Court documents: towards a classification

 

So what can any of these court attenders expect to see and before the hearing? This being family proceedings no one will be surprised to hear that the answer is unclear. Cape Intermediate v Dring has gone some way to explain the position in civil proceedings (which does not include family cases). One thing this note will seek to do is to explain how far the position in Cape Intermediate v Dring may affect family cases. Because civil proceedings are (mostly) in open court their rules are different.

 

The following is a classification of the categories of document concerned, which will be used in this article, and are more fully explained in Cape Intermediate v Dring as explained below:

 

  • Court documents – Documents ‘from the court records’ for which a non-party is entitled to apply as a matter of formality (CPR 1998 r 5.4C; CPR 1998 PD5A para 4.2A, and as explained in Cape Intermediate v Dring);
  • Hearing documents – Court documents for which a non-party is entitled to apply: eg to make sense of the proceedings or for a particular journalistic purpose (eg skeleton arguments, parties statements, expert reports etc).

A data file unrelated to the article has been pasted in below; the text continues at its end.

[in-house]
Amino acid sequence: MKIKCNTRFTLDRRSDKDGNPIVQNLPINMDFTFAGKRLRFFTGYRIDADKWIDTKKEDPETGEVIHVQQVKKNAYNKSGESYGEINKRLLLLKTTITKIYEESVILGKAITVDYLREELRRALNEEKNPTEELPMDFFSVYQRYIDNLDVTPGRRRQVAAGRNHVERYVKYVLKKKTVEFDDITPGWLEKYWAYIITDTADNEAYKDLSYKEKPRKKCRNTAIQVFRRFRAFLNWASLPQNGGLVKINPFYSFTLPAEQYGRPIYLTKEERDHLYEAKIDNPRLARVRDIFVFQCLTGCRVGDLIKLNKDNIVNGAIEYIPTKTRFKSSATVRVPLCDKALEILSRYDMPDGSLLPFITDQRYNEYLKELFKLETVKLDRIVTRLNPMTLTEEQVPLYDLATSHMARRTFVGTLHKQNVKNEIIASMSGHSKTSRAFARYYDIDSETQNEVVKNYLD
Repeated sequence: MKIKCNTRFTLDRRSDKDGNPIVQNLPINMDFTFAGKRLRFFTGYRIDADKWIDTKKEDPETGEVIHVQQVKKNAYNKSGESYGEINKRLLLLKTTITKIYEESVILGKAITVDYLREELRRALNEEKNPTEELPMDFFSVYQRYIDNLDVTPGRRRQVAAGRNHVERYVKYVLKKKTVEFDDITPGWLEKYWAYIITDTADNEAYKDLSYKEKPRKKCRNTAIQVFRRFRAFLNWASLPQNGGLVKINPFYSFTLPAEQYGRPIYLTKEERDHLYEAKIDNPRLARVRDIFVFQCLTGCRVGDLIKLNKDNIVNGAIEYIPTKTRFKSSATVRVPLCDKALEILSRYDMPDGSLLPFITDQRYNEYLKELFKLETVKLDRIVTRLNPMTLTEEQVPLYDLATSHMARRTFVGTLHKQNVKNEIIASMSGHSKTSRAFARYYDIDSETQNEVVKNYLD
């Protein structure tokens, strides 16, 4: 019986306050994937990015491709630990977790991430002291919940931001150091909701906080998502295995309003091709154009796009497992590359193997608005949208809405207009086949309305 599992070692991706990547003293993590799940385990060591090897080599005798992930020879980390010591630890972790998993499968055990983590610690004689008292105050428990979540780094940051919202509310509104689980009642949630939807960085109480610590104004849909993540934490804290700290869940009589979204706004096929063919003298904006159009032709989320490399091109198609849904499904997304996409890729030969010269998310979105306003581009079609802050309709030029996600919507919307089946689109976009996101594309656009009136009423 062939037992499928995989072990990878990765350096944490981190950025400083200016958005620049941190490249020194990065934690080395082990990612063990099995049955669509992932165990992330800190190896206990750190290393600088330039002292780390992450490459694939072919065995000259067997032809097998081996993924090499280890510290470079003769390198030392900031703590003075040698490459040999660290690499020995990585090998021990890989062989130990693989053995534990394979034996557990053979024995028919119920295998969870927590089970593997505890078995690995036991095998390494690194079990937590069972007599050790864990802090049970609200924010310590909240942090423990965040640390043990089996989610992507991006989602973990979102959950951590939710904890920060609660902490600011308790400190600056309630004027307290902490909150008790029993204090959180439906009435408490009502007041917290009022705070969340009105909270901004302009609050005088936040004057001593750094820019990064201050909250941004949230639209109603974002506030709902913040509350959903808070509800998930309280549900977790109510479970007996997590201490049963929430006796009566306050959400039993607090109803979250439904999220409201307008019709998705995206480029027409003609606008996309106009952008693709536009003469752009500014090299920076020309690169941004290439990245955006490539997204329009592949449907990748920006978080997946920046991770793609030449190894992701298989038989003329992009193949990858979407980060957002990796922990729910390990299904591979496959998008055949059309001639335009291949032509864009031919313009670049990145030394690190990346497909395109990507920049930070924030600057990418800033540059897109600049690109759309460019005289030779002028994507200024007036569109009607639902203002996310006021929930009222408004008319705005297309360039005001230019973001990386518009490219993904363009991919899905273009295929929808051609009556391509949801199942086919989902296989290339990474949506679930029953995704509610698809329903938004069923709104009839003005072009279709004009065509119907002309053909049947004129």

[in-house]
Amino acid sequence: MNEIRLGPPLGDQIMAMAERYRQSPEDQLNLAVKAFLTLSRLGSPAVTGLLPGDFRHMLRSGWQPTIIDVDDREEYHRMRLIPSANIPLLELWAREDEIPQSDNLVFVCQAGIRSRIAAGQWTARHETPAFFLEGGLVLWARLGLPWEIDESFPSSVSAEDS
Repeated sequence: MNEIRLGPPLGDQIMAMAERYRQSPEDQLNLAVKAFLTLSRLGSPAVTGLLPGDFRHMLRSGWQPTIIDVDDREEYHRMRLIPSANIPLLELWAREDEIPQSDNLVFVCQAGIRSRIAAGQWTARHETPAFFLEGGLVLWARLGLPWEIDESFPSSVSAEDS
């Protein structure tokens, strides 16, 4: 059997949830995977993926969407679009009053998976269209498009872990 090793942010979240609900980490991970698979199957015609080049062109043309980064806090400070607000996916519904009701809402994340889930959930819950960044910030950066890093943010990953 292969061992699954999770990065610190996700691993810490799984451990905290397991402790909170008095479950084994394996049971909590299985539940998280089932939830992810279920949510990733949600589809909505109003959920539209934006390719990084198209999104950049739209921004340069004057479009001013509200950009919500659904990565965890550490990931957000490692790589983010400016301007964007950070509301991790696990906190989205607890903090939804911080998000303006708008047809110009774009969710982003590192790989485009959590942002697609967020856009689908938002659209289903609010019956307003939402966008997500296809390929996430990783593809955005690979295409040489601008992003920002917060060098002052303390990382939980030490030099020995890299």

• Disclosed documents – Use, or other release, of documents whose production has been compelled by disclosure rules (CPR 1998 r 31.22(1)), and whose release or other use the law restricts or may prevent, in cases of breach (r 31.22(2)).
  • Trial documents – The composite set of documents prepared for the judge and at a court hearing.
  • Other material – Documents and information which a party is entitled to publish about proceedings where a case has been heard in private (see eg Clibbery v Allan [2002] EWCA Civ 45, [200] Fam 261, [2002] 1 FLR 565).

 

There are three categories of family courts hearing. Each is likely to have different rules (though the law is not clear on this):

 

  • Open court hearings (eg divorce, committal proceedings, domestic abuse cases under Family Law Act 1996 Part 4). Open justice principles apply to these hearings and the same rules are likely to apply as explained in Cape Intermediate v Dring.